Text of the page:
The National Weather Service is looking for a few good weather watchers.
The agency is holding training sessions in Lucas and Wood counties next month for people interested in becoming SKYWARN weather spotters. Their main responsibility is to identify and describe severe local storms.
Brad Gilbert, director of the Wood County Emergency Management Agency, said even though the Weather Service "has the fanciest radar and satellite information available to them, it's still not as good as having things confirmed by people on the ground."
Gary Garnet, warning coordination meteorologist for the National Weather Service in Cleveland, concurred, saying, "Spotters are still needed to provide real-time weather information to meteorologists. Spotters provide real-time observations that technology may never be able to replace."
The information helps the Weather Service issue more accurate and timely warnings for tornadoes, severe thunderstorms, and flash floods. Mr. Gilbert said the training is invaluable.
"One problem we have are a lot of false warnings out there," he said. "A lot of it is due to people not really knowing what they're looking at. They might think it's a wall cloud or a shelf cloud that is indicative of severe weather when a lot of times, it's just rain shafts."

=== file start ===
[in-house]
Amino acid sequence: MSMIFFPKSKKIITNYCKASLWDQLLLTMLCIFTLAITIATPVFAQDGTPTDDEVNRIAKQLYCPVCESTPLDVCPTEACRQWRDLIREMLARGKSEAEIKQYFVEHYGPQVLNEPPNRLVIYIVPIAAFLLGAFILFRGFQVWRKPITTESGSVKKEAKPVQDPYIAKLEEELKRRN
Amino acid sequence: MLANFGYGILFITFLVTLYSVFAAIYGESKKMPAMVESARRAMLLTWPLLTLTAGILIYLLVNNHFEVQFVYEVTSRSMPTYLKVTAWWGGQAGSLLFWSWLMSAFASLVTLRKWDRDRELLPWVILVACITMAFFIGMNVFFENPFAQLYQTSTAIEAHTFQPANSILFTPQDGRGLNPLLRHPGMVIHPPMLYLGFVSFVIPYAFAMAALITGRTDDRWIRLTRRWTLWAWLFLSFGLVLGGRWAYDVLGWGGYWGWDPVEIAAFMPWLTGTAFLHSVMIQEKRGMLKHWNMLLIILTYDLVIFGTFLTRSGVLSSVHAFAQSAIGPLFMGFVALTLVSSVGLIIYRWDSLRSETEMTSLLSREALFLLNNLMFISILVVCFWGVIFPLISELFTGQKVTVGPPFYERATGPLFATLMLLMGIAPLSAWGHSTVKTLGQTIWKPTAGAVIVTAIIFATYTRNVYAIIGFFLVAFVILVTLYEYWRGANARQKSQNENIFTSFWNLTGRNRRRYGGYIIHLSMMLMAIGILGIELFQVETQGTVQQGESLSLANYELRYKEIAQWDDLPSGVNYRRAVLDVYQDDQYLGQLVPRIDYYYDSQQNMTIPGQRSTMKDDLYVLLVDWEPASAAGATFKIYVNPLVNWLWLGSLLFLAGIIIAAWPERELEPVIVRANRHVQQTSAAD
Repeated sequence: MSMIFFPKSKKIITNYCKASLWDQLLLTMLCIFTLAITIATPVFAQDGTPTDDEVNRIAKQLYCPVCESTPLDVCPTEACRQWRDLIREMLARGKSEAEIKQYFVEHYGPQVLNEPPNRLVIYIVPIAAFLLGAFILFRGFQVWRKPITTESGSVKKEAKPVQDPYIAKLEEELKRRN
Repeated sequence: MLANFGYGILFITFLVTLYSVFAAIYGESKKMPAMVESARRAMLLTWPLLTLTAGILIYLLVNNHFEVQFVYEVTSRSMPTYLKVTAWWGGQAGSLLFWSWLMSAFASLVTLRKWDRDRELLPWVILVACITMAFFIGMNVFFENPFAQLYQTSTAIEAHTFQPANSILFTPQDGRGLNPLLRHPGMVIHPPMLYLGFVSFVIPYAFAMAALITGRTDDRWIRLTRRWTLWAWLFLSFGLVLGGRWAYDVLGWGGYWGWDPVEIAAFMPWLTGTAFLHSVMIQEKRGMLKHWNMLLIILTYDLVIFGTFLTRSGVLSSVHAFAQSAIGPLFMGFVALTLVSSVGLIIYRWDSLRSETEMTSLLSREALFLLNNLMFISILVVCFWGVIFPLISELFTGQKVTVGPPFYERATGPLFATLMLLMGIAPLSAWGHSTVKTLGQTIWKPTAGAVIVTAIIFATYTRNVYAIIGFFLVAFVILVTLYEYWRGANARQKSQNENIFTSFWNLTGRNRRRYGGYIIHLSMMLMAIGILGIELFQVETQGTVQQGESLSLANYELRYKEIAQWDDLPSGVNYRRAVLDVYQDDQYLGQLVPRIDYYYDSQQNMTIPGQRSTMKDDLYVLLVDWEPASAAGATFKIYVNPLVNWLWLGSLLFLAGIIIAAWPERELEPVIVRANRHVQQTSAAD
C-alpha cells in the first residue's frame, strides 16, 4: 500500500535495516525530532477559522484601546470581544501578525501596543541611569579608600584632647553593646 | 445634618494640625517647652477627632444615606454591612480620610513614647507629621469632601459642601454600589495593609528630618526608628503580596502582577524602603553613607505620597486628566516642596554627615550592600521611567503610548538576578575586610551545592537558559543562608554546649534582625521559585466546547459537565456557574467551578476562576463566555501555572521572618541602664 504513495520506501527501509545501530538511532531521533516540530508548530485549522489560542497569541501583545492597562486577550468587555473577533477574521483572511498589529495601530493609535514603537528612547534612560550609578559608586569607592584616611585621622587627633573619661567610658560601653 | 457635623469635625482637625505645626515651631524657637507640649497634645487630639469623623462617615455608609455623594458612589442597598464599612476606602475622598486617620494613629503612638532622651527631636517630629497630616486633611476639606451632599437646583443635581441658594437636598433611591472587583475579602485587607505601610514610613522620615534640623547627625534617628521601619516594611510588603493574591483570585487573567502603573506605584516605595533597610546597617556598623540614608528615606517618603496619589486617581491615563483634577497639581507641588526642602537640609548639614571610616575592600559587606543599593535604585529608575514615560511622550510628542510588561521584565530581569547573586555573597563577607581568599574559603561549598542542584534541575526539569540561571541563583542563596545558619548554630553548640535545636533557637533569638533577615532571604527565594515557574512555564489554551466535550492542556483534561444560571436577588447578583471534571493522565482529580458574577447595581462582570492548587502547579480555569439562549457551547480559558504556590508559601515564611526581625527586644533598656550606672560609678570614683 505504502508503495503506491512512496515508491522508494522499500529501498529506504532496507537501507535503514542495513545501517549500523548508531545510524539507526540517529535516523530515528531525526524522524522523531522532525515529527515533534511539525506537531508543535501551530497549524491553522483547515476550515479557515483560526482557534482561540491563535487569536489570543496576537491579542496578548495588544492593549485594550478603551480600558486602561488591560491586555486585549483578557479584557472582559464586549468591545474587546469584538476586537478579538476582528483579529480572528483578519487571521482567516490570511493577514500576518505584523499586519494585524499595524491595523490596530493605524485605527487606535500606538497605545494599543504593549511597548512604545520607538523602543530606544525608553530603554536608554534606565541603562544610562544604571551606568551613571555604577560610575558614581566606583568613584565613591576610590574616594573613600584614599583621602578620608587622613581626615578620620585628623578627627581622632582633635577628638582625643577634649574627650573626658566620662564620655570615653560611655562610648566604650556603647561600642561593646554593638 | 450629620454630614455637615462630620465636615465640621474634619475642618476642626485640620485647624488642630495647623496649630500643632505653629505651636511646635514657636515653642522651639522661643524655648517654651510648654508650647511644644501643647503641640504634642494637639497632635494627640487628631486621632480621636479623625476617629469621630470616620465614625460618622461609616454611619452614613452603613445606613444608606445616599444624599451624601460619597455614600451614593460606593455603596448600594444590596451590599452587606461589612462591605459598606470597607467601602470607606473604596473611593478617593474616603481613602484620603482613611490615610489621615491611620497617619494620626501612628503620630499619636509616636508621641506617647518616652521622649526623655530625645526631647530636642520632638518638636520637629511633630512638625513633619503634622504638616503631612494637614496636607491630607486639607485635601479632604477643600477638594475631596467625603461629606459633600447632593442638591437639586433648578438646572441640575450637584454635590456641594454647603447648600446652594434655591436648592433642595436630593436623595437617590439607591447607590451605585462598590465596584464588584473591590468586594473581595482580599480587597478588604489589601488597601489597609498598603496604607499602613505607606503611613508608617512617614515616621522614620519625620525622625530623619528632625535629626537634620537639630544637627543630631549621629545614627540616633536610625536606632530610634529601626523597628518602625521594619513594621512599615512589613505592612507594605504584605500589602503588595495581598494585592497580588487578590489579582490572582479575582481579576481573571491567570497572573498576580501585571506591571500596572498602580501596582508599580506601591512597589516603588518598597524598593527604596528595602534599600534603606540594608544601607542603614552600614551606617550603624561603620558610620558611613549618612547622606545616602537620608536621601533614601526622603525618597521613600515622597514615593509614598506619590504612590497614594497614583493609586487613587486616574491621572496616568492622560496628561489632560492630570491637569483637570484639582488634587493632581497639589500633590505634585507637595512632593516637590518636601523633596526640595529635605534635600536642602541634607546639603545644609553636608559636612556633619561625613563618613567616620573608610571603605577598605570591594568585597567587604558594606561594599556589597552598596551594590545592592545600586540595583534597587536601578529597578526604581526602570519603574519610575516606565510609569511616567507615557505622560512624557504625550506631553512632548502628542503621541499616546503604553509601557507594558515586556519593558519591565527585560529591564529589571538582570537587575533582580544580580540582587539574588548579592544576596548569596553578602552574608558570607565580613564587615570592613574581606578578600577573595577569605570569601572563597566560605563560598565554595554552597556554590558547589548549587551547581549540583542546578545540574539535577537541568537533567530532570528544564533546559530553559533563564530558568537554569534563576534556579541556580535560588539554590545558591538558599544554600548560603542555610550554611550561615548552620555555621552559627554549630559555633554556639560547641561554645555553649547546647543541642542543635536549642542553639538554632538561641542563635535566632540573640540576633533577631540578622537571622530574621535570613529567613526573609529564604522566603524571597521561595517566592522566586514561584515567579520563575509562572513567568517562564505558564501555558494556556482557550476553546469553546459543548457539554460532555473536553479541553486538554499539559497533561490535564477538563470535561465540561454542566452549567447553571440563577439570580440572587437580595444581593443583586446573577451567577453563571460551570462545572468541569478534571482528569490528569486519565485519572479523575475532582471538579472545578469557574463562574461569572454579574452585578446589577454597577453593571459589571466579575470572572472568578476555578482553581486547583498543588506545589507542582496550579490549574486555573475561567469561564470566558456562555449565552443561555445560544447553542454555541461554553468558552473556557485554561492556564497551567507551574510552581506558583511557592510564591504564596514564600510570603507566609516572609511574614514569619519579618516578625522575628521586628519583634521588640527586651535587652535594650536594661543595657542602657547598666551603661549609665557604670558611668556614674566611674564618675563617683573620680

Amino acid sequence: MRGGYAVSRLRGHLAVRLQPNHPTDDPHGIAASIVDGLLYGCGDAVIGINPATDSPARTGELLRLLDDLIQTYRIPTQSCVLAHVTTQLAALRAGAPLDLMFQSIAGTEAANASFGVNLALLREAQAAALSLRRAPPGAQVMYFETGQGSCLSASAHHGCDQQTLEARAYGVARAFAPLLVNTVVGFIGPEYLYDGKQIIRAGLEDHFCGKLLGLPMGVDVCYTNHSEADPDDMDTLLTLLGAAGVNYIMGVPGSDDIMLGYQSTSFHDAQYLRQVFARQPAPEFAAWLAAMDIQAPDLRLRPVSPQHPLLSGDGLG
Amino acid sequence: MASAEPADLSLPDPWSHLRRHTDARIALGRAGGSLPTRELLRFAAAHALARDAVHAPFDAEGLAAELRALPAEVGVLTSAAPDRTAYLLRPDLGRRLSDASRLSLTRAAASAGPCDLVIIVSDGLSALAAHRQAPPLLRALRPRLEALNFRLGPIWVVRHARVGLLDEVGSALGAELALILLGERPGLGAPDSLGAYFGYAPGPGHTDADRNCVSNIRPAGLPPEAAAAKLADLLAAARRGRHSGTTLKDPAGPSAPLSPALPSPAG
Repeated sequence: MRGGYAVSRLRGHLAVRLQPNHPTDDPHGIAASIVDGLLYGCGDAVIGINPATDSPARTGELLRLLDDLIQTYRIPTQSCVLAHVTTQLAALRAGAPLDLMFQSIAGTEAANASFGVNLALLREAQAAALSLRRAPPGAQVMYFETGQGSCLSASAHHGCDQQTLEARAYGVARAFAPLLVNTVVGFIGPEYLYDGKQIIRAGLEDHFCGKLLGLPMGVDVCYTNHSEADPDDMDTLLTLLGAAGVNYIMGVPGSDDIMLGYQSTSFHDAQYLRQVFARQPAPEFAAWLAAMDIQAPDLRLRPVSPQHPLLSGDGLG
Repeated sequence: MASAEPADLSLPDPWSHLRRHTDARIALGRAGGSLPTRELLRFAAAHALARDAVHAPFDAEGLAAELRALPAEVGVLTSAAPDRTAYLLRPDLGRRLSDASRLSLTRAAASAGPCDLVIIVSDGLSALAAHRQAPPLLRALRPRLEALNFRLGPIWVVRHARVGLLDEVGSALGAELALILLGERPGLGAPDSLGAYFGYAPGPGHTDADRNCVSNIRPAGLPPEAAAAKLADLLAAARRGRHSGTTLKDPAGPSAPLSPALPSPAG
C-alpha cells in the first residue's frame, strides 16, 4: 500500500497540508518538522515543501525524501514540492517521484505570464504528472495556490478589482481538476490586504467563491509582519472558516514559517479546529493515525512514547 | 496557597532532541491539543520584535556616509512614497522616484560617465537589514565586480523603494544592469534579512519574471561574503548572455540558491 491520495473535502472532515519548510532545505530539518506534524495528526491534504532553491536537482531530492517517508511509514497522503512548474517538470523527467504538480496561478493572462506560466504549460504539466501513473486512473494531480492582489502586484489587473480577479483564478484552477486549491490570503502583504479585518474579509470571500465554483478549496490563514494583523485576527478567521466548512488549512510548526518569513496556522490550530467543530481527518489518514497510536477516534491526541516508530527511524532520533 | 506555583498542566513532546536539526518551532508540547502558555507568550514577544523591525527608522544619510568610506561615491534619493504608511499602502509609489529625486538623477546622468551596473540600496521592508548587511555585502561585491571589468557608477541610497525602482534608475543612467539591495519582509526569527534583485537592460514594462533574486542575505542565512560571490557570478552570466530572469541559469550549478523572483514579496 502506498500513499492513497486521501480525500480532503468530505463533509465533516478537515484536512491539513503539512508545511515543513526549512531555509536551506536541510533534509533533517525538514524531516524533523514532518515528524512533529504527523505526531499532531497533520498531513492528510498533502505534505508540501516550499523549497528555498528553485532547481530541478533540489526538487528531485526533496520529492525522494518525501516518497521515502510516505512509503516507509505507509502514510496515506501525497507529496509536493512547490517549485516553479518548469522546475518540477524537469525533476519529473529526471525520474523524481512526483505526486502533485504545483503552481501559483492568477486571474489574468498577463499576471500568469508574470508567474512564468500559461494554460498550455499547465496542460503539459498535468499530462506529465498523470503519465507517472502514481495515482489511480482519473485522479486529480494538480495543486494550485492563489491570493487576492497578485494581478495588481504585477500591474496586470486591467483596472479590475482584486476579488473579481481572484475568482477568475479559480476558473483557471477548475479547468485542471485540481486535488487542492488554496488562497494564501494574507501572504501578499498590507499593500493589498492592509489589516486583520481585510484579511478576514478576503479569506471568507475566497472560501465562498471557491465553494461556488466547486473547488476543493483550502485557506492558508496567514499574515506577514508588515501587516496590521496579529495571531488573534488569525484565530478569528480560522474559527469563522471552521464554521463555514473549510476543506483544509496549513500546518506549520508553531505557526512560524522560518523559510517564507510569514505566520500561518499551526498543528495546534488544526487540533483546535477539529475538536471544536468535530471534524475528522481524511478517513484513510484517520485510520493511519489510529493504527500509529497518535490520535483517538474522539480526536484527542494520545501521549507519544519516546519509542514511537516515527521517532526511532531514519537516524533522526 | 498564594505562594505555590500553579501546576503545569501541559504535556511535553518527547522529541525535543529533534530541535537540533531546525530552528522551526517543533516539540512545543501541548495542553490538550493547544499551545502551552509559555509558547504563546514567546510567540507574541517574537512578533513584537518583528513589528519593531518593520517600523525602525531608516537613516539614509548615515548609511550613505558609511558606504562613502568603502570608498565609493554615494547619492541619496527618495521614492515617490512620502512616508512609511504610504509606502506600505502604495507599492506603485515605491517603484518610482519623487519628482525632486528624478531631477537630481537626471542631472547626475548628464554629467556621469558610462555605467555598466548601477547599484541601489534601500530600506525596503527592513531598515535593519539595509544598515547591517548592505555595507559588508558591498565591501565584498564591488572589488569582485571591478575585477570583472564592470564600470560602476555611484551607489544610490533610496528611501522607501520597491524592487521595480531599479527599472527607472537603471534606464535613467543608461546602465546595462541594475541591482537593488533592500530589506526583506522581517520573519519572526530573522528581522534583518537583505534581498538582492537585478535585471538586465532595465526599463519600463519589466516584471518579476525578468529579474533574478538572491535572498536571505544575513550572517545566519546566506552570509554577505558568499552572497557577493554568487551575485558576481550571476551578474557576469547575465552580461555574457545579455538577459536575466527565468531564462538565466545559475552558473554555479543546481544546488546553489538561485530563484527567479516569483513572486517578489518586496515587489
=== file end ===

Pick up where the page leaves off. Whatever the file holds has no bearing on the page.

Personnel from the National Weather Service will conduct a free training session for weather watchers in Wood County at the Central Joint Fire District station, 13179 Mermill Rd. near Portage at 6:30 p.m. March 9. The Lucas County session is set for 10 a.m. March 27 at the St. Luke's Hospital auditorium.
Mr. Gilbert said residents can attend either of the sessions, which last about two hours. Registration is not required.
Although the SKYWARN program tends to attract police, firefighters, and other first responders, the Weather Service encourages anyone who has a responsibility to protect others - people associated with hospitals, nursing homes, schools, and churches - and other concerned citizens to get involved.
Mr. Garnet said the Weather Service has 753 Lucas County residents and 604 Wood County residents trained as SKYWARN weather spotters.
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